Making craftswomen independent
From Belaas, we head to the mountain village of El Maine. The Mayor, Abdelkader Habbes is also very happy with the contribution of the PADSEL NOA programme, especially since the main beneficiaries are local women. In Belaas, handicrafts are one of the main income generating activities and around fifteen women have received training in basket weaving, using fibres made from the chamaerops, commonly known as the European fan palm. “In our region, women are skilled in the arts of basketry, pottery and weaving. But they usually only make utensils to use in their own homes. Our most important job is to make them understand that their expertise is sought-after and can generate a substantial profit”, stresses the Mayor of El Maine. He adds that it was difficult in the beginning, as few women took up the offer to participate in the course. “Generally, rural women only leave their homes to go to the fields. But the first craftswomen who joined the programme played an important role, as their participation encouraged others to take the course too”, he adds.
Based in the premises of the Social Development Agency (ADS) outreach unit, the craftswomen are now proud to showcase their products. Having taken the course in the month of August, Rokia, Aïcha, Kheira and Naïma have already produced plates, baskets and small items of costume jewellery using fan palm. Hassiba Bouziani, a sociologist working at the ADS outreach unit, explains that the next step involves helping the craftswomen organise, in order to produce and, crucially, sell, their products. “Currently, we are looking into the possibility of supporting them in establishing an association of artisans. The aim is to help them become independent and make a living from this traditional art form”, she says.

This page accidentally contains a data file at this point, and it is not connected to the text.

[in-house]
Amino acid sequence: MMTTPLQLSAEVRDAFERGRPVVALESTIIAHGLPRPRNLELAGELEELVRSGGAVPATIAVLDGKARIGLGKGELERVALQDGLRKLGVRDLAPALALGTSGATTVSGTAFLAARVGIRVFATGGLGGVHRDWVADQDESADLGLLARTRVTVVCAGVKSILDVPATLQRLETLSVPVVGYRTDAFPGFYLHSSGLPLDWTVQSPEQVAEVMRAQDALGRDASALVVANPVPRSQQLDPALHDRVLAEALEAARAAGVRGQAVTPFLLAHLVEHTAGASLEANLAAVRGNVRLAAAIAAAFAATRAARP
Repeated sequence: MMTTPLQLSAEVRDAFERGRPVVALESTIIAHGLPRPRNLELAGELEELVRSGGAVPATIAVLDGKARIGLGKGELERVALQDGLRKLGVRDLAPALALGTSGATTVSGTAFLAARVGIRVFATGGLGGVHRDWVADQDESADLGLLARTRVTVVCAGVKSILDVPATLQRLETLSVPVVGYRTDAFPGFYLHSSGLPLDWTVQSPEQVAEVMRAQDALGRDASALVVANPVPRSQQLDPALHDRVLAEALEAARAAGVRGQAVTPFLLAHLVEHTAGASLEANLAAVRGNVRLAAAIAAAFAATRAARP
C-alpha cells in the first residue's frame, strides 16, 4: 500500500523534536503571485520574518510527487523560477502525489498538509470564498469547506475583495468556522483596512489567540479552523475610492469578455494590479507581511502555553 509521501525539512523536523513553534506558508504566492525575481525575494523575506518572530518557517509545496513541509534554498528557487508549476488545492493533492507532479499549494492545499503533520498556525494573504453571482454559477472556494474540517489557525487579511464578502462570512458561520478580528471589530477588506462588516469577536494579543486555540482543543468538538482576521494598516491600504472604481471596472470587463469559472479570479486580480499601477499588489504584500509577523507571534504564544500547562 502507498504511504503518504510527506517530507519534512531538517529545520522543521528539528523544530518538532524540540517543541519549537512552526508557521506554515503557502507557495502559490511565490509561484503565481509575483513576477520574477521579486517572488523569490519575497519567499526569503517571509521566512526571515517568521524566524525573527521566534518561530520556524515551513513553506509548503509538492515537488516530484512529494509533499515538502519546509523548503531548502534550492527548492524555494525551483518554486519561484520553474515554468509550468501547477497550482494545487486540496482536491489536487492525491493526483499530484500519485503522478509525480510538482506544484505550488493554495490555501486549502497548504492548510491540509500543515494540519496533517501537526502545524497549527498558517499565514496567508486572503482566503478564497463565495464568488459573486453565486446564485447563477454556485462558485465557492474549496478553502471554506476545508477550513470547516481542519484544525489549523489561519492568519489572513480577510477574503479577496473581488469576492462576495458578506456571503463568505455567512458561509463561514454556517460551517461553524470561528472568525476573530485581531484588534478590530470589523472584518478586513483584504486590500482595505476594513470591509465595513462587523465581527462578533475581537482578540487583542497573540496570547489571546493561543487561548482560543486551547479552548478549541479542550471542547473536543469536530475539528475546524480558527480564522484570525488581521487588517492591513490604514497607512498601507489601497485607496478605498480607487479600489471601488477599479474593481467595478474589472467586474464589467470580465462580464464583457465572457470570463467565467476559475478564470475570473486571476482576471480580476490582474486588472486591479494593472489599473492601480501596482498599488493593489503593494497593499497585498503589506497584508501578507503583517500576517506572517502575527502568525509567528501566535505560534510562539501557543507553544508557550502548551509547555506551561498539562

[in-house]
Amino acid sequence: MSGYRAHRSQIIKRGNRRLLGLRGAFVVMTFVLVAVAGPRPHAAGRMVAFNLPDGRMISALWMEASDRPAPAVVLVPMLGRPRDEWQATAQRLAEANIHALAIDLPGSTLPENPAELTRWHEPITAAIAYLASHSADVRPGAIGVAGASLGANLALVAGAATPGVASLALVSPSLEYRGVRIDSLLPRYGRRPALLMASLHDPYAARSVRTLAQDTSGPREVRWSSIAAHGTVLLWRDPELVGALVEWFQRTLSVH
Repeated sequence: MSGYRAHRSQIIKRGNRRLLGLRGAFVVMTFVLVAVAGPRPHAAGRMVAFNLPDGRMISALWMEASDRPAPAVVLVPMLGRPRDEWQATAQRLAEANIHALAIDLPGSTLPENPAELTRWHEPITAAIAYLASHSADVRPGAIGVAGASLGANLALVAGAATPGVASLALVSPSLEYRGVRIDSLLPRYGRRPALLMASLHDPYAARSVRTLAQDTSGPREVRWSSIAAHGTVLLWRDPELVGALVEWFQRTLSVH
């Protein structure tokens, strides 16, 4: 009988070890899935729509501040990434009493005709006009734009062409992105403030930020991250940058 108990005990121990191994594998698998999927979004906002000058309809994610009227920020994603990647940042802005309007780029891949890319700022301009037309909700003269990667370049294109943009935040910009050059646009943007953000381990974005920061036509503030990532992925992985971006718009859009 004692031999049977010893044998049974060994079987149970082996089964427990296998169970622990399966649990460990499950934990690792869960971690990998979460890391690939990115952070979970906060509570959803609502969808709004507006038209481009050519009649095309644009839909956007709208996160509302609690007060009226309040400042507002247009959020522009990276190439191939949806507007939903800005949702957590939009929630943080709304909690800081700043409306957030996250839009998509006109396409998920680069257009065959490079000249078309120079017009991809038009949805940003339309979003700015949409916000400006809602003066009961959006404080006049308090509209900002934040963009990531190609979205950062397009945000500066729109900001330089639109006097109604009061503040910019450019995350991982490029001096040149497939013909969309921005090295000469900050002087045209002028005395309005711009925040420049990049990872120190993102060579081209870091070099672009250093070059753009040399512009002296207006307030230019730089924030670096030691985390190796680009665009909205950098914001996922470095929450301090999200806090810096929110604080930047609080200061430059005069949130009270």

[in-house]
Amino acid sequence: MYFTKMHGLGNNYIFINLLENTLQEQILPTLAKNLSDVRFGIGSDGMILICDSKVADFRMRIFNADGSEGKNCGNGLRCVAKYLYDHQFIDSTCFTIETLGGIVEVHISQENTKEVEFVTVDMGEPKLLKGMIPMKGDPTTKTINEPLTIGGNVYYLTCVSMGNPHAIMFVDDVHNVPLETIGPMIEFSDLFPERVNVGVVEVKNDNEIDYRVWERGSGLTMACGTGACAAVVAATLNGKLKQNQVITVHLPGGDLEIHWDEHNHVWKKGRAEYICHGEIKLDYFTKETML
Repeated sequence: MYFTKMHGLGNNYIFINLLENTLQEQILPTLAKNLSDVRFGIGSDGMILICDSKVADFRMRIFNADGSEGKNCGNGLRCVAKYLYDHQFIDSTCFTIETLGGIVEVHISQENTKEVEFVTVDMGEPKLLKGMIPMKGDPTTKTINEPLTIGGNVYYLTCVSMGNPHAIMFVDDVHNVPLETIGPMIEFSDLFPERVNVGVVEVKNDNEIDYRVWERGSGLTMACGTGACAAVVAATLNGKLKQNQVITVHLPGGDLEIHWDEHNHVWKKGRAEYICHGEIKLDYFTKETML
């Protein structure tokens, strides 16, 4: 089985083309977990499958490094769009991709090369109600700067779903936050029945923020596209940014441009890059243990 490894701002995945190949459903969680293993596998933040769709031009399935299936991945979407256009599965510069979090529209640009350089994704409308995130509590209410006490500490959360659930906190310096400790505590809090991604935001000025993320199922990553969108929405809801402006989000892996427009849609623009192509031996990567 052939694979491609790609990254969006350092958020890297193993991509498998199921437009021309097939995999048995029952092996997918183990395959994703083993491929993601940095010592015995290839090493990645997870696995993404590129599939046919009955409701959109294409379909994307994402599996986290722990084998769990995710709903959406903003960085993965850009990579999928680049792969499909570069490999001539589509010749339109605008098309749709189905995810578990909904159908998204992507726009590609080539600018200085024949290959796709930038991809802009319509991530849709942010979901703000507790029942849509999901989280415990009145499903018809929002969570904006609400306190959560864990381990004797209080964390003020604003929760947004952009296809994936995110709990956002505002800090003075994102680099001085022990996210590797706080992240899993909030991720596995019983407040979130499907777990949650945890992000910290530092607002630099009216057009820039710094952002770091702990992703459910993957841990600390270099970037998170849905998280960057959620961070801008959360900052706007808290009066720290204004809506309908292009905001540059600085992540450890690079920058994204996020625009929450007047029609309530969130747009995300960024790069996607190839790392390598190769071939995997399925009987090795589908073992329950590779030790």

Supporting project leaders
Local institutions play a key role in helping the local population achieve financial independence. To do so, institutional stakeholders must use development tools appropriate to the local situation. The administration division of PADSEL NOA trains and bolsters the skills of civil servants. It has also established cross-sectoral collaboration, with several ministerial departments and public bodies working in cooperation with the Ministry of Solidarity. This cross-sectoral coordination necessitates the creation of a platform connecting all stakeholders involved. PADSEL NOA responded to this need with the Geographic Information System. This system makes it possible to collate, process, and share information, so it can be used for effective decision making. In Aïn Defla, a graduate integration programme (PID) has trained 20 university leavers in IT and administrative skills. These young graduates are the coaches and facilitators of the future. Their training is overseen by Omar Beskri, an assistant at the local PADSEL NOA operational structure in Aïn-Defla. “The coaches and facilitators are on the frontline in local development terms. Their aim is to support project leaders and make sure their voices are heard by the administrative bodies”, notes Omar Beskri.